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Issue #1628      February 26, 2014


Demonising the DPRK

From the day of its foundation, the DPRK (North Korea) hasn’t had a moment’s rest from outside interference. Sabotage, invasion, mass destruction, germ warfare, nuclear threat, encirclement and crippling economic blockade have all been used in the US-led attempt to remove this impediment to regional domination. All of these efforts have failed. Naturally, the major capitalist powers subject such enemy or “rogue” states to an unrelieved campaign of vilification in order to enlist public opinion for aggression or at least neutralise opposition.

The latest salvo in this ongoing psychological war is the Report of the commission of inquiry on human rights in the Democratic People’s Republic of Korea to the UN General Assembly. Notable for Australians is the leading role retired High Court Justice Michael Kirby played as chairman of the commission. He has been very vocal in supporting the findings of the commission that the violations of human rights in the DPRK are crimes against humanity and that they may equate to political genocide.

Michael Kirby said that the claimed violations parallel in many ways the crimes of the Nazis before and during World War Two and that, while world leaders may not have been aware of the extent of the Nazis’ crimes, his report supposedly removes any such lack of certainty about the “regime” in the DPRK. The leaders of that country should be brought before the International Criminal Court or a special, ad hoc UN tribunal, according to Mr Kirby. Clearly, that would require “regime change” and, presumably, a war.

The involvement of former Justice Kirby seems at odds with his reputation as a voice of reason on the judiciary. His dissenting opinions on the High Court were consistently for a more progressive position. The “reasonable grounds” test for the evidence given by defectors from the DPRK, however, is shaky at best. Many of the 80-odd witnesses live in South Korea where it is an offence to promote friendship with the DPRK and where a hate industry against the north churns out its lurid product unceasingly.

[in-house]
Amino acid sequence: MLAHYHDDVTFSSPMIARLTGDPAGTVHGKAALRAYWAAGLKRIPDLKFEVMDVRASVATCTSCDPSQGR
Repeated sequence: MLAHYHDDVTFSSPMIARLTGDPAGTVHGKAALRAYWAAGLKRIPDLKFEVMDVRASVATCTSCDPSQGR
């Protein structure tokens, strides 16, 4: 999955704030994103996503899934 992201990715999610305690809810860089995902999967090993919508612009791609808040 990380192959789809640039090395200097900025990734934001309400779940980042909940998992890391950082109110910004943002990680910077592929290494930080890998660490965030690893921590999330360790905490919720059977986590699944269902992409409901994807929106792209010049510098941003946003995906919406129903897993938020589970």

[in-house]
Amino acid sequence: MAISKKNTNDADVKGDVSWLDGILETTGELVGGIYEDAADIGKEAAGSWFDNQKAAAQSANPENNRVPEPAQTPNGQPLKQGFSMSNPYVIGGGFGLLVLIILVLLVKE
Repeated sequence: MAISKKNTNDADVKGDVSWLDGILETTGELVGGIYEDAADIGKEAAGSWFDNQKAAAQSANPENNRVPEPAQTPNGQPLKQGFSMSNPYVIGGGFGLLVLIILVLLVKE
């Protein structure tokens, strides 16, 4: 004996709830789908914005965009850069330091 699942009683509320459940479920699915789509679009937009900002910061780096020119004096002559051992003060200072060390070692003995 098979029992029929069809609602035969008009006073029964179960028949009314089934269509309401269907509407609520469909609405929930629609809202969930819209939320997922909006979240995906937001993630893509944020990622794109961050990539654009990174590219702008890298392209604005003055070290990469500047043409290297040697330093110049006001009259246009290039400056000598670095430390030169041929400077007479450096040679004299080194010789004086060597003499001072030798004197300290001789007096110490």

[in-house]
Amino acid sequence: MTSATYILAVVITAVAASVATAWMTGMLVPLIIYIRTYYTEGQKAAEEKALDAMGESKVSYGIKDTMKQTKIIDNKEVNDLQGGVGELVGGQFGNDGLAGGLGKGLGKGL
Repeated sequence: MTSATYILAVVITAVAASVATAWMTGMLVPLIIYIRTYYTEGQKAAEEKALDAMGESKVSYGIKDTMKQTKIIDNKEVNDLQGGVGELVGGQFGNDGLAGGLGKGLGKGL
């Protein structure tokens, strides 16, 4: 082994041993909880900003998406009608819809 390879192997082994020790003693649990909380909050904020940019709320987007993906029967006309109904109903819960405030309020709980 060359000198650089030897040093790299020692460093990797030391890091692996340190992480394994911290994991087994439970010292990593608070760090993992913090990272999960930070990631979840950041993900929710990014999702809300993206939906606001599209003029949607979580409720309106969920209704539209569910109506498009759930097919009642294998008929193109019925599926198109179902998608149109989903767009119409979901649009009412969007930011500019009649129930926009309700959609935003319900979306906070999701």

Trying to get an objective impression of conditions in the DPRK in those circumstances would be like making an assessment of the leadership of Cuba from the testimony of the Cuban expatriates living in Miami. The Cuban Five know just how impossible it is to obtain justice in those rabidly anti-Communist circumstances.

Mr Kiby’s parallel with the Nazis draws a monumentally long bow. Hitler’s government used the resources of a powerful, developed country to annihilate whole populations that it did not approve of. Six million Jews alone perished in that project of extermination that was conducted on a massive, industrial scale. And, contrary to what Michael Kirby claims, the leaders of the Western allies were aware of the human rights situation in Nazi Germany and the countries it occupied but weren’t particularly concerned until the Third Reich began to encroach on their interests. Likewise, the heads of the leading capitalist countries today know full well the gruesome human rights situation in Saudi Arabia and similar compliant countries but choose to ignore it. No need for regime change there.

The DPRK’s defensive response to relentless attack is understandable as is their decision not to cooperate with the UN’s commission. The lessons from Iraq’s cooperation with UN’s investigators looking for evidence of non-existent weapons of mass destruction would have been well and truly learned. And while the DPRK’s reaction to threats can appear exaggerated, it should be noted that it recently initiated talks with the Republic of Korea (South Korea) in order to establish better relations. The dialogue takes place in the shadow of looming US-South Korean military exercises that regularly raise tensions and promote mistrust in the region.

The DPRK is not just a thorn in the side of a declining power seeking to shore up its position in the Asia Pacific. Its territory, which borders the People’s Republic of China, is eyed off jealously by the US military for the location of its troops and nuclear weapons. A Chinese Foreign Ministry spokesperson stressed last week that “resolving human rights differences should be through constructive dialogue and cooperation based on equality and mutual respect.” That won’t happen unless world opinion insists upon it and demands that the US halts its aggression towards the DPRK and China.

Next article – Alf Sharp

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